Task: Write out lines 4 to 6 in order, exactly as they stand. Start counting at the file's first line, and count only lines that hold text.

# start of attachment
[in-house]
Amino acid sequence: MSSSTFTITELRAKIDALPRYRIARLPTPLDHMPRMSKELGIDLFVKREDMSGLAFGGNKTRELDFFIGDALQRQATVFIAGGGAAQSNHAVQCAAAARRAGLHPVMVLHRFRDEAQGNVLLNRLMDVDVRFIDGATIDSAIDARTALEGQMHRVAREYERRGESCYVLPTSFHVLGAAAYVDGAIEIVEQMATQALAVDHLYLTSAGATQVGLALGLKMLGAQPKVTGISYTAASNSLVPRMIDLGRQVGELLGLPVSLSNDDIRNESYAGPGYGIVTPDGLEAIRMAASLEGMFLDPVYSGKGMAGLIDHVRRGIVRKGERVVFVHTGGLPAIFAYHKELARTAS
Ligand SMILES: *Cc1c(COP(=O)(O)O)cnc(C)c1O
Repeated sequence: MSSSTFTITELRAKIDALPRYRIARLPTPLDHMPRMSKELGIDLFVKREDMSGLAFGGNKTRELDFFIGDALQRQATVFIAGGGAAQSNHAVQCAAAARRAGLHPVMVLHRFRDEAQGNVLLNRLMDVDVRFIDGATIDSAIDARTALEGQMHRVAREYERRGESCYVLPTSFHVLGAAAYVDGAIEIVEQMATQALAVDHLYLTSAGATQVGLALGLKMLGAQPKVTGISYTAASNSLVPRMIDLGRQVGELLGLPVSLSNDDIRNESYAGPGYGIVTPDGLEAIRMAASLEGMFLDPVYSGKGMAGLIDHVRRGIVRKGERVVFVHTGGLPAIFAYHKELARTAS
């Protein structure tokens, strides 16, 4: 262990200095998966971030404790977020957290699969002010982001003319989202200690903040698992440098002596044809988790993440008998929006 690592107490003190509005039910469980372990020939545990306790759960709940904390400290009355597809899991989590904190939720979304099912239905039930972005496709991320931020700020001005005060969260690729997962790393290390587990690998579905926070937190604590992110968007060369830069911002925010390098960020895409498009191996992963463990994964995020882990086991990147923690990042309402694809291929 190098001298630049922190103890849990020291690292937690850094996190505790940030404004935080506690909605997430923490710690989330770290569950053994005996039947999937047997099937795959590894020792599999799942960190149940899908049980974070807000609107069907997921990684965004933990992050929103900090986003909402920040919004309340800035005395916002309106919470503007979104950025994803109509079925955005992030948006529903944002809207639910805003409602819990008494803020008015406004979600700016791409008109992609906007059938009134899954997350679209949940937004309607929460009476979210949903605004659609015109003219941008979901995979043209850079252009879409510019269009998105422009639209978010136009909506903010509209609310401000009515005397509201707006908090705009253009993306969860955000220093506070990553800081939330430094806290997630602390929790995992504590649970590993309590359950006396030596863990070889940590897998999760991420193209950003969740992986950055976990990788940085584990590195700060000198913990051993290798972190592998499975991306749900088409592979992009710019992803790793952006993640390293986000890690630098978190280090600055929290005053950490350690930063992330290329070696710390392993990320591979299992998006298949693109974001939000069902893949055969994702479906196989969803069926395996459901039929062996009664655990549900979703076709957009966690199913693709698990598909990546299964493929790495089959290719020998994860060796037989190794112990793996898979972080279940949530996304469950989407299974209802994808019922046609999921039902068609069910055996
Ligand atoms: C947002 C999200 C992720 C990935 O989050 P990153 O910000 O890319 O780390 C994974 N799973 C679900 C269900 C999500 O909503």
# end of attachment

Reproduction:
Repeated sequence: MSSSTFTITELRAKIDALPRYRIARLPTPLDHMPRMSKELGIDLFVKREDMSGLAFGGNKTRELDFFIGDALQRQATVFIAGGGAAQSNHAVQCAAAARRAGLHPVMVLHRFRDEAQGNVLLNRLMDVDVRFIDGATIDSAIDARTALEGQMHRVAREYERRGESCYVLPTSFHVLGAAAYVDGAIEIVEQMATQALAVDHLYLTSAGATQVGLALGLKMLGAQPKVTGISYTAASNSLVPRMIDLGRQVGELLGLPVSLSNDDIRNESYAGPGYGIVTPDGLEAIRMAASLEGMFLDPVYSGKGMAGLIDHVRRGIVRKGERVVFVHTGGLPAIFAYHKELARTAS
């Protein structure tokens, strides 16, 4: 262990200095998966971030404790977020957290699969002010982001003319989202200690903040698992440098002596044809988790993440008998929006 690592107490003190509005039910469980372990020939545990306790759960709940904390400290009355597809899991989590904190939720979304099912239905039930972005496709991320931020700020001005005060969260690729997962790393290390587990690998579905926070937190604590992110968007060369830069911002925010390098960020895409498009191996992963463990994964995020882990086991990147923690990042309402694809291929 190098001298630049922190103890849990020291690292937690850094996190505790940030404004935080506690909605997430923490710690989330770290569950053994005996039947999937047997099937795959590894020792599999799942960190149940899908049980974070807000609107069907997921990684965004933990992050929103900090986003909402920040919004309340800035005395916002309106919470503007979104950025994803109509079925955005992030948006529903944002809207639910805003409602819990008494803020008015406004979600700016791409008109992609906007059938009134899954997350679209949940937004309607929460009476979210949903605004659609015109003219941008979901995979043209850079252009879409510019269009998105422009639209978010136009909506903010509209609310401000009515005397509201707006908090705009253009993306969860955000220093506070990553800081939330430094806290997630602390929790995992504590649970590993309590359950006396030596863990070889940590897998999760991420193209950003969740992986950055976990990788940085584990590195700060000198913990051993290798972190592998499975991306749900088409592979992009710019992803790793952006993640390293986000890690630098978190280090600055929290005053950490350690930063992330290329070696710390392993990320591979299992998006298949693109974001939000069902893949055969994702479906196989969803069926395996459901039929062996009664655990549900979703076709957009966690199913693709698990598909990546299964493929790495089959290719020998994860060796037989190794112990793996898979972080279940949530996304469950989407299974209802994808019922046609999921039902068609069910055996
Ligand atoms: C947002 C999200 C992720 C990935 O989050 P990153 O910000 O890319 O780390 C994974 N799973 C679900 C269900 C999500 O909503």